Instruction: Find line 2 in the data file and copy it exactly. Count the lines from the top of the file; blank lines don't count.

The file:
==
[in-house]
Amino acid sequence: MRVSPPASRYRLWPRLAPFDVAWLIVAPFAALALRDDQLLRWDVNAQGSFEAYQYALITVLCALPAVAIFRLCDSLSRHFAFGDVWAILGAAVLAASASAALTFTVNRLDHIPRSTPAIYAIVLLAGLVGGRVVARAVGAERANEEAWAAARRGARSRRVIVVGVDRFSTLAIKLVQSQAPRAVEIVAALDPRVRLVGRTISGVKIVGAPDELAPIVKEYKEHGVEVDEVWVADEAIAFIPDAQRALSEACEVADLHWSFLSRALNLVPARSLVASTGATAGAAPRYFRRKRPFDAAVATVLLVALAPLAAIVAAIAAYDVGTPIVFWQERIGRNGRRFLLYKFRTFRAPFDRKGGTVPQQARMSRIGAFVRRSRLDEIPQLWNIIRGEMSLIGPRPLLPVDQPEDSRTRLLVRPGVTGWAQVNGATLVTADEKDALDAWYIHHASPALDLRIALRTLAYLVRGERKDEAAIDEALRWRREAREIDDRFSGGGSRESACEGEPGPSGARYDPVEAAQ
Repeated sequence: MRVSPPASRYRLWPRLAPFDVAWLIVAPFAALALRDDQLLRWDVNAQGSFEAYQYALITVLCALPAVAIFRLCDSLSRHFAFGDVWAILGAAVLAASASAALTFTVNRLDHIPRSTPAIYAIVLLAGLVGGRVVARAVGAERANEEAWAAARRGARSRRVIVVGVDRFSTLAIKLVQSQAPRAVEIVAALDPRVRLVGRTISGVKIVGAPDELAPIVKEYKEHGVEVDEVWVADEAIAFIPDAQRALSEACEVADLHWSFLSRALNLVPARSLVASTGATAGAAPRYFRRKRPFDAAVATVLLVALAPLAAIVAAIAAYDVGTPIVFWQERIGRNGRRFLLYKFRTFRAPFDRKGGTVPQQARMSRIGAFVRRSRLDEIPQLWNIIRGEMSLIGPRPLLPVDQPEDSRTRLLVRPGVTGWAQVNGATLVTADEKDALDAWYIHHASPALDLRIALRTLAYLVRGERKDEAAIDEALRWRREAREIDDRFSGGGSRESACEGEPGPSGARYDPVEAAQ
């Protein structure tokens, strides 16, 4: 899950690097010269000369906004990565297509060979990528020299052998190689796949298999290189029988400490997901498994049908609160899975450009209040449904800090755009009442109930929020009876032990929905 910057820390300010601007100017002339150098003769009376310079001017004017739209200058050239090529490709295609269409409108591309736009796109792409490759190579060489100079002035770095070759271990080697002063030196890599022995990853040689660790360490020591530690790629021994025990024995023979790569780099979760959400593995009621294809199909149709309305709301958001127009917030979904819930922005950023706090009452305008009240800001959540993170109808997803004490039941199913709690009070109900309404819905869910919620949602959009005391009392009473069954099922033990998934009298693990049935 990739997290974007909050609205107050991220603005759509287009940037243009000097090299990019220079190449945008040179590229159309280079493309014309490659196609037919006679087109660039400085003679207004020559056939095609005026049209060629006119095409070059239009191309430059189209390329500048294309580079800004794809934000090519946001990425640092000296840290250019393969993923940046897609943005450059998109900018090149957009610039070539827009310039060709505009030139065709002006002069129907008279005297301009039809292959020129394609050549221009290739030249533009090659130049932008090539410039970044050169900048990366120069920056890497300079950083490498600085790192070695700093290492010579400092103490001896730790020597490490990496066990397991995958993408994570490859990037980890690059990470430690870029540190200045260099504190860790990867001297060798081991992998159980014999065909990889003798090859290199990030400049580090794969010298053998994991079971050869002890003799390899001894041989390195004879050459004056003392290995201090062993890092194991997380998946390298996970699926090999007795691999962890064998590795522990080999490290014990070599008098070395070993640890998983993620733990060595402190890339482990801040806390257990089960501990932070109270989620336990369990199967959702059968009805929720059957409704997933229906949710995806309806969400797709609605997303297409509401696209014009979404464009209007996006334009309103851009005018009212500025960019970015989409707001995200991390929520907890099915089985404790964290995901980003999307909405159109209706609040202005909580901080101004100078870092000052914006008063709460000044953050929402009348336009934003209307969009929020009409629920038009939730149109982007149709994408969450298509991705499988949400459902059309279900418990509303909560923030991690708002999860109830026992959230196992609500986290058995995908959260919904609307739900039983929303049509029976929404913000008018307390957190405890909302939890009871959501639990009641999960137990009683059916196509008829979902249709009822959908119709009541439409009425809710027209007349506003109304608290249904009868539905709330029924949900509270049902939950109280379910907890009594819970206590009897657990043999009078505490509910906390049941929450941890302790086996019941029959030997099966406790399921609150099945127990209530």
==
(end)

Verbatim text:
Amino acid sequence: MRVSPPASRYRLWPRLAPFDVAWLIVAPFAALALRDDQLLRWDVNAQGSFEAYQYALITVLCALPAVAIFRLCDSLSRHFAFGDVWAILGAAVLAASASAALTFTVNRLDHIPRSTPAIYAIVLLAGLVGGRVVARAVGAERANEEAWAAARRGARSRRVIVVGVDRFSTLAIKLVQSQAPRAVEIVAALDPRVRLVGRTISGVKIVGAPDELAPIVKEYKEHGVEVDEVWVADEAIAFIPDAQRALSEACEVADLHWSFLSRALNLVPARSLVASTGATAGAAPRYFRRKRPFDAAVATVLLVALAPLAAIVAAIAAYDVGTPIVFWQERIGRNGRRFLLYKFRTFRAPFDRKGGTVPQQARMSRIGAFVRRSRLDEIPQLWNIIRGEMSLIGPRPLLPVDQPEDSRTRLLVRPGVTGWAQVNGATLVTADEKDALDAWYIHHASPALDLRIALRTLAYLVRGERKDEAAIDEALRWRREAREIDDRFSGGGSRESACEGEPGPSGARYDPVEAAQ